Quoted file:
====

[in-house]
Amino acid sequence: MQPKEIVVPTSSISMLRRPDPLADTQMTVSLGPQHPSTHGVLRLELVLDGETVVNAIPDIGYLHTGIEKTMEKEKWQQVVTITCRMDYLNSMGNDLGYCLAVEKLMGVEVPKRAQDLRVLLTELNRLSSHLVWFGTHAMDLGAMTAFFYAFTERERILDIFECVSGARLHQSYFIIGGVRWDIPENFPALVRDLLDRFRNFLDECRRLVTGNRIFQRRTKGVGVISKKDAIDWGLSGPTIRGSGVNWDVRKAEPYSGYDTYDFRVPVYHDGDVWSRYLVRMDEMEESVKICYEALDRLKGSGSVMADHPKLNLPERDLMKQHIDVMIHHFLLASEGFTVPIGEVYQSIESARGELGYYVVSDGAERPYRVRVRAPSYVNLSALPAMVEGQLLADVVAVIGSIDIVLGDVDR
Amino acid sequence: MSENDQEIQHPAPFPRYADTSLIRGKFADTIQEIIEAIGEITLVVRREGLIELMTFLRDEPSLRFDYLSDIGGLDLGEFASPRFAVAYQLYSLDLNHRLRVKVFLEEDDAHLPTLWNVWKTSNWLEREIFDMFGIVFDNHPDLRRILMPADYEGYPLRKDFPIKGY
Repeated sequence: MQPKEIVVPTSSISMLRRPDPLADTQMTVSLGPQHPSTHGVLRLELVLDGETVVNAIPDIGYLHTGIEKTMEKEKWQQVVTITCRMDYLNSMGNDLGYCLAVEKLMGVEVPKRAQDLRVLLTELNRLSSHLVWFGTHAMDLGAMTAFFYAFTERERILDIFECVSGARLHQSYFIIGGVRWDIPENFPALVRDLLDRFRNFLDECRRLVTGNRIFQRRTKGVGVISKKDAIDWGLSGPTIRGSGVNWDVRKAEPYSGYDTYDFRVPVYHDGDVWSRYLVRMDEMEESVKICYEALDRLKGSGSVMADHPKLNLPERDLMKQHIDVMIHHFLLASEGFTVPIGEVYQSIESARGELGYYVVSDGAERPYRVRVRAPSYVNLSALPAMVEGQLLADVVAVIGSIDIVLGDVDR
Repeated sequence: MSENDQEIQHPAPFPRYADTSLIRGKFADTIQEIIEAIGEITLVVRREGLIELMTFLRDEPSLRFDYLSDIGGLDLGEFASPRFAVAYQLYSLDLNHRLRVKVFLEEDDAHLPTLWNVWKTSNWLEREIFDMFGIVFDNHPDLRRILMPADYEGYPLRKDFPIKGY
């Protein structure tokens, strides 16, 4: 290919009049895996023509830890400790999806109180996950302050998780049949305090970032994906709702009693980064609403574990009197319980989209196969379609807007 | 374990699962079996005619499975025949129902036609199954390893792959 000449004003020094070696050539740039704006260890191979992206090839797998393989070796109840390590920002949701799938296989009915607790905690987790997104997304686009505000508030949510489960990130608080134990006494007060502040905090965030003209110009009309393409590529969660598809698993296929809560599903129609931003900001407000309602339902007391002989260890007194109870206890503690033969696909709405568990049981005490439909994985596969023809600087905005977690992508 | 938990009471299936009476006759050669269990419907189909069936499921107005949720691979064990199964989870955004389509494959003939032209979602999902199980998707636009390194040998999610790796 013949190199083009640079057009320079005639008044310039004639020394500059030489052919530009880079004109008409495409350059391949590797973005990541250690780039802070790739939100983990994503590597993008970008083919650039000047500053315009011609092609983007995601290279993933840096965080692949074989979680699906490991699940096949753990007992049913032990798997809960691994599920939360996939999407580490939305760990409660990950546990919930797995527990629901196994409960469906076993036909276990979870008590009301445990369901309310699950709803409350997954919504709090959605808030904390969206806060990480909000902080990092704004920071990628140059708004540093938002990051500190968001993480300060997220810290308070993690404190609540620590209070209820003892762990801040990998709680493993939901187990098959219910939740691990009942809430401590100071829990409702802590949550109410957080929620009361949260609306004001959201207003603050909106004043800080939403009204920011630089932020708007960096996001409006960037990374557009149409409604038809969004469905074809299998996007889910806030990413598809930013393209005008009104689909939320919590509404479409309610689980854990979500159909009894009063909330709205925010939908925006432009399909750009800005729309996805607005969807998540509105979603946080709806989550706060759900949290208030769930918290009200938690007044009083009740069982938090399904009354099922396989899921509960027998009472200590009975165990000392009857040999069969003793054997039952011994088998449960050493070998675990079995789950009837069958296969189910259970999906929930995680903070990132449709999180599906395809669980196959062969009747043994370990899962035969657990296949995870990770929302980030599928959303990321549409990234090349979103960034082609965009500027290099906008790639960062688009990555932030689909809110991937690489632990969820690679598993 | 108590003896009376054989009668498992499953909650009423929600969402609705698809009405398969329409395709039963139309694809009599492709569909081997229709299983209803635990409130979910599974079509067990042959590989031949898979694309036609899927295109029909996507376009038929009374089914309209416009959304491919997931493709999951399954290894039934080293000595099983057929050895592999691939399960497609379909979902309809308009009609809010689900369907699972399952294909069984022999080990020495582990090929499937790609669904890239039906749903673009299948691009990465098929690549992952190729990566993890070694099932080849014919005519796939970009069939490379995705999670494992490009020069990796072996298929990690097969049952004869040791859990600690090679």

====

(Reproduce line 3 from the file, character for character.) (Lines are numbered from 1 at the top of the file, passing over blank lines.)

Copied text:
Amino acid sequence: MSENDQEIQHPAPFPRYADTSLIRGKFADTIQEIIEAIGEITLVVRREGLIELMTFLRDEPSLRFDYLSDIGGLDLGEFASPRFAVAYQLYSLDLNHRLRVKVFLEEDDAHLPTLWNVWKTSNWLEREIFDMFGIVFDNHPDLRRILMPADYEGYPLRKDFPIKGY